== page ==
GIFT puts on several amazing trainings and one hell-of-a conference. Sadly, their conference is only every other year, so your next opportunity is in the summer of 2014 – which I highly recommend you attend! Until then, check out their amazing and insightful tips on their website, in their newsletter, and subscribe to their magazine, Grassroots Fundraising Journal which has practical ideas for grassroots fundraising as well as case-studies of organizations all around the country in all social justice movements. GIFT has turned me in to a better fundraiser and gave me practical tools to share with my community. I am thankful for their great and continued work.

To learn more about Grassroots Fundraising Training, visit or follow them on Twitter @gift_tweets. To see some of the Twitter conversation from the conference, search the hashtag #mfom12.

Renee Bracey Sherman is from Chicago, Illinois where she graduated from Northeastern Illinois University, studying economics and sociology. Renee found a passion in working to break down barriers of multiple oppressions that women/people of color/LGBT/low income/immigrant folks face each day through story sharing. By day, Renee is a fundraiser for Wikimedia Foundation and in her spare time, she volunteers with ACCESS Women’s Health Justice, serves on the Board of Directors of Young Nonprofit Professionals Network San Francisco Bay Area Chapter, and is a Pro-Voice activist with Exhale.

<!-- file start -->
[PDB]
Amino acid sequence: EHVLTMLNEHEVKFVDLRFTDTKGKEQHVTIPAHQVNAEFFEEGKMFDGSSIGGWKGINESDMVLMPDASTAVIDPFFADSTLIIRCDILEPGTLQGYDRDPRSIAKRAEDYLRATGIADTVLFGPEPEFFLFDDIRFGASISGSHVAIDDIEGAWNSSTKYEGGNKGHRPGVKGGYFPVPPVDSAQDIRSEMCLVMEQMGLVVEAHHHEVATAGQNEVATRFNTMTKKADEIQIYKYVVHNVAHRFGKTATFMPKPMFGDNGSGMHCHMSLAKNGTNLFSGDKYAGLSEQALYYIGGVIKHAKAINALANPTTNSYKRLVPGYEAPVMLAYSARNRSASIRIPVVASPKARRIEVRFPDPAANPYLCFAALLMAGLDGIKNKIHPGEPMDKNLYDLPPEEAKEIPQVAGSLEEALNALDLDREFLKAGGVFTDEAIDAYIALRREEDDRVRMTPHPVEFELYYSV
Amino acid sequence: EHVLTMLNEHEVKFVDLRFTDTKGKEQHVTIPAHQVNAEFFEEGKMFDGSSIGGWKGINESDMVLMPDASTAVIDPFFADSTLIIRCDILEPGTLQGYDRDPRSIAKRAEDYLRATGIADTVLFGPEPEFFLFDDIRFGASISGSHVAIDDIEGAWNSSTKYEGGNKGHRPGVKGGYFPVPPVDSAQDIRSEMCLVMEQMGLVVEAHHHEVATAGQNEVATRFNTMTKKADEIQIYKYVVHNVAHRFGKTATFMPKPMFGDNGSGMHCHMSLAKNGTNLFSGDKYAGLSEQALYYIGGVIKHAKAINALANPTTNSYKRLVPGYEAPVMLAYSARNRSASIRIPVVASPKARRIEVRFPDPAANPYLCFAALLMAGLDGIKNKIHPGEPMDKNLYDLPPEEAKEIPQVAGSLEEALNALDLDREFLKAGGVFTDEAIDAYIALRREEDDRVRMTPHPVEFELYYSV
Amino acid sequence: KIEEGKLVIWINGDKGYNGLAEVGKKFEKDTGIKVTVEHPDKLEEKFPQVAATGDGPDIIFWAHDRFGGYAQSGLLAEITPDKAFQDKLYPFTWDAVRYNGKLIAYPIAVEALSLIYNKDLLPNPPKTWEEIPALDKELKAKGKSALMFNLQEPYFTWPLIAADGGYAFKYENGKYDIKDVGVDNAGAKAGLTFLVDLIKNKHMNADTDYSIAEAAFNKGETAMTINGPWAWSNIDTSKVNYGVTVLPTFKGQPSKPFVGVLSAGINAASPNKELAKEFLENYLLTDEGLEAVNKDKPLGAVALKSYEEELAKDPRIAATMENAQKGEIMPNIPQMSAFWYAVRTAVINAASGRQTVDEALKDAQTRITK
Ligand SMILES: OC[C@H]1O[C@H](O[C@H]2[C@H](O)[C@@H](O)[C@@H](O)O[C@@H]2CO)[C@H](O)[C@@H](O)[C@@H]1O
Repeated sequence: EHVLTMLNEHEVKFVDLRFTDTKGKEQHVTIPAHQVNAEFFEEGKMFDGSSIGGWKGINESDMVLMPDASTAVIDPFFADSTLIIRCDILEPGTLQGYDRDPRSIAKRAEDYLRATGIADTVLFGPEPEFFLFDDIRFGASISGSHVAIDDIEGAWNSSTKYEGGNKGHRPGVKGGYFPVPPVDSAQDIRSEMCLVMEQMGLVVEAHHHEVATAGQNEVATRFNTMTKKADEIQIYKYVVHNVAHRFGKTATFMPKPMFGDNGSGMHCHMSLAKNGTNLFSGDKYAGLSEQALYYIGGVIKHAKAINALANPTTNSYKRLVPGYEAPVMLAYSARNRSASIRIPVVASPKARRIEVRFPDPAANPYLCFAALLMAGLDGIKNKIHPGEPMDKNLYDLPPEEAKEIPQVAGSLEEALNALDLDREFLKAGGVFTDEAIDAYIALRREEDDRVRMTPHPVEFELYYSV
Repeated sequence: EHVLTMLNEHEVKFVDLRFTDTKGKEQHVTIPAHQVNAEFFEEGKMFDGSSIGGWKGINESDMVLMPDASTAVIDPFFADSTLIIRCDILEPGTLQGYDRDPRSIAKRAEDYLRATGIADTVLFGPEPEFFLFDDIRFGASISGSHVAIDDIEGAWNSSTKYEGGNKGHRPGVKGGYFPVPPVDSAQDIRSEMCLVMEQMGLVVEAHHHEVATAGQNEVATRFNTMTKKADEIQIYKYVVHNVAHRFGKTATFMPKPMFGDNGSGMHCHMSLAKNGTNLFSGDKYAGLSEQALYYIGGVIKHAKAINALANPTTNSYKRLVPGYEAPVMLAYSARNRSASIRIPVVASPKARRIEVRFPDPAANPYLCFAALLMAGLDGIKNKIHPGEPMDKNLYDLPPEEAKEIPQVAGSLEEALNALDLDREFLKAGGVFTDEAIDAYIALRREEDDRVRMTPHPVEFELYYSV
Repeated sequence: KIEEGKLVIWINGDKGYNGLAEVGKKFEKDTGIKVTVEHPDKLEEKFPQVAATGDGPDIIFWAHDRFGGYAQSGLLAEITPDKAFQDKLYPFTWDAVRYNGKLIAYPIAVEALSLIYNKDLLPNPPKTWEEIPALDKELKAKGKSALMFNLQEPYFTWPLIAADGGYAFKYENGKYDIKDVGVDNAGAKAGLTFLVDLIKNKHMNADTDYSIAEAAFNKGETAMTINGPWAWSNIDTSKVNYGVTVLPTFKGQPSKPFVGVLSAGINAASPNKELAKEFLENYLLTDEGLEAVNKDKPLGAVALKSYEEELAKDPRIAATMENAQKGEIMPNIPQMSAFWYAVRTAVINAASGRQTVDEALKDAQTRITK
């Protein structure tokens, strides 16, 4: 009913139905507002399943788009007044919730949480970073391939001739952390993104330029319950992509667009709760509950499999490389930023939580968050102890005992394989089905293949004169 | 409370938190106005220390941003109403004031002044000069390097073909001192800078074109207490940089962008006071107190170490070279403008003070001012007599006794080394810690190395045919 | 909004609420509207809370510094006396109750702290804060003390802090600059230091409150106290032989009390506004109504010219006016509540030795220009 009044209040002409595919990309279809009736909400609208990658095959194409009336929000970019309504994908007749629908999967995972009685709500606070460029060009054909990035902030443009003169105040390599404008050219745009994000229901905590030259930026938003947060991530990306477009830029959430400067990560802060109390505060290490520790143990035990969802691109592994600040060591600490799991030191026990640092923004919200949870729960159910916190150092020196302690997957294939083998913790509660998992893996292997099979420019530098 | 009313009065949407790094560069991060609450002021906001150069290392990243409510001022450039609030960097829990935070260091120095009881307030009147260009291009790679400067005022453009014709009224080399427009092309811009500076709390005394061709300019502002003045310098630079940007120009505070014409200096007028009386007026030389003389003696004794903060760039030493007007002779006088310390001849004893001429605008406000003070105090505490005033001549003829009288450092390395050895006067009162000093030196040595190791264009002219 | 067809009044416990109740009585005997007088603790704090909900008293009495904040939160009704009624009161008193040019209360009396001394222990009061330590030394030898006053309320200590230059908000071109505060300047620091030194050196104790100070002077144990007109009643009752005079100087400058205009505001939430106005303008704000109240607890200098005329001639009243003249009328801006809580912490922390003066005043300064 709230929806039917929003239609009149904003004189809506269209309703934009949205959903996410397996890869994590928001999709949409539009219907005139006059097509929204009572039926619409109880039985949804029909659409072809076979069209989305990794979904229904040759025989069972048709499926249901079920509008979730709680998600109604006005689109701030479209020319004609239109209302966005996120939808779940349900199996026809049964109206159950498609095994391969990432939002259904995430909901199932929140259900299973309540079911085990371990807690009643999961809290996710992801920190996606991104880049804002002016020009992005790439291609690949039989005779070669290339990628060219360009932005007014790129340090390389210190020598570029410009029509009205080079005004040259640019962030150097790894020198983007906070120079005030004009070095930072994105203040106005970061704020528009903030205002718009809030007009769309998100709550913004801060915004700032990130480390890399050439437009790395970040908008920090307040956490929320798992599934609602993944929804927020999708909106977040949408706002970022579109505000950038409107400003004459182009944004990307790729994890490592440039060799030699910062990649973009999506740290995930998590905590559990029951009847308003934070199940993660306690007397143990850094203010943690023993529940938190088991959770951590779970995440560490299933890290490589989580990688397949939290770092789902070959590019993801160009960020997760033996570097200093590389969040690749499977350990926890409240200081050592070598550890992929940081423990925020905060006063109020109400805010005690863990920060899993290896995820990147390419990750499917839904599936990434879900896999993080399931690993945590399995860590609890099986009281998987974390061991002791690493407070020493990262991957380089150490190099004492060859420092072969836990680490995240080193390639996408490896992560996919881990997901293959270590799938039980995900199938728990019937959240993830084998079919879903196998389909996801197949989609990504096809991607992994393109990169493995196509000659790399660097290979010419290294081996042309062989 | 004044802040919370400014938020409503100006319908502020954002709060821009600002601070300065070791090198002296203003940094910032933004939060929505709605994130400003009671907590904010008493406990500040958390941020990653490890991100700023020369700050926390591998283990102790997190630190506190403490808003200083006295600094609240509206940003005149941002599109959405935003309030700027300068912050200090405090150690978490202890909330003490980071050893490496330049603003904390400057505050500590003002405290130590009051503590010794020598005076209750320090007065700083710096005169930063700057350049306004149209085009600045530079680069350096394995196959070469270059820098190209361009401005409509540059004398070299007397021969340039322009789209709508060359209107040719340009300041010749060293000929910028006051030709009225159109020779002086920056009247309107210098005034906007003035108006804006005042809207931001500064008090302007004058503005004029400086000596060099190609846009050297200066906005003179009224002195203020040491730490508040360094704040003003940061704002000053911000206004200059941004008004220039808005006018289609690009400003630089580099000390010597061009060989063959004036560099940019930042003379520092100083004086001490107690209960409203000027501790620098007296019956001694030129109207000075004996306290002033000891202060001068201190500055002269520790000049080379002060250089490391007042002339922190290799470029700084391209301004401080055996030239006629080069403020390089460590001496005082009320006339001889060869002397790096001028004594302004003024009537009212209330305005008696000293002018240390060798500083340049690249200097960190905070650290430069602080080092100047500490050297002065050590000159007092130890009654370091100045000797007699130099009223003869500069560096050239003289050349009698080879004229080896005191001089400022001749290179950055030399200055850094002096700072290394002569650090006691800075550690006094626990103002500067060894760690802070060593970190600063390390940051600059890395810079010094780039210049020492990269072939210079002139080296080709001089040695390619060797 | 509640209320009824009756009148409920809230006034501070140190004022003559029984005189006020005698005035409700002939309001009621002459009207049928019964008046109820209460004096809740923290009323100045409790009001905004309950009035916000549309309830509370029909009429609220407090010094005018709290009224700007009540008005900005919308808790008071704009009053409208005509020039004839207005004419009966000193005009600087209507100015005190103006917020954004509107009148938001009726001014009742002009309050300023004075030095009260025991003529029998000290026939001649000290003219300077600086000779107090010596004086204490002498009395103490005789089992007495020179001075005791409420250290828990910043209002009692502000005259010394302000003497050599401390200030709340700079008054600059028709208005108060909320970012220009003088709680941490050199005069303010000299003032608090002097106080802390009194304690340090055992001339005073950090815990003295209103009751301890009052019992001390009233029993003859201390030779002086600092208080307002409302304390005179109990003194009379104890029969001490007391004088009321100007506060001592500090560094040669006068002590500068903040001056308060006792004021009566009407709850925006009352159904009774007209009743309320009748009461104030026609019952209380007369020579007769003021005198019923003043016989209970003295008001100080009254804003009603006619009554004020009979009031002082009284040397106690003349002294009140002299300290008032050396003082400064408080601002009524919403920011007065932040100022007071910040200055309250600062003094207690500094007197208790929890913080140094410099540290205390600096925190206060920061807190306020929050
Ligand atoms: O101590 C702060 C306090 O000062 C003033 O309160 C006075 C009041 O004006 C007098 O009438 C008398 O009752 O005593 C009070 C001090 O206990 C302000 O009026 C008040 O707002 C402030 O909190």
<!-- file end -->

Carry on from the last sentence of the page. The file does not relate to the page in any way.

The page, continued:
Follow Renee on Twitter: @rbraceysherman
Connect with Renee on LinkedIn:

Will I See You in Vancouver?

As I write, I am preparing for the 2012 Association of Fundraising Professionals International Conference in Vancouver, Canada.  I am proud to be one the AFPeeps, a group of fundraisers who are helping provide social media coverage of the conference and some short training sessions for the attendees.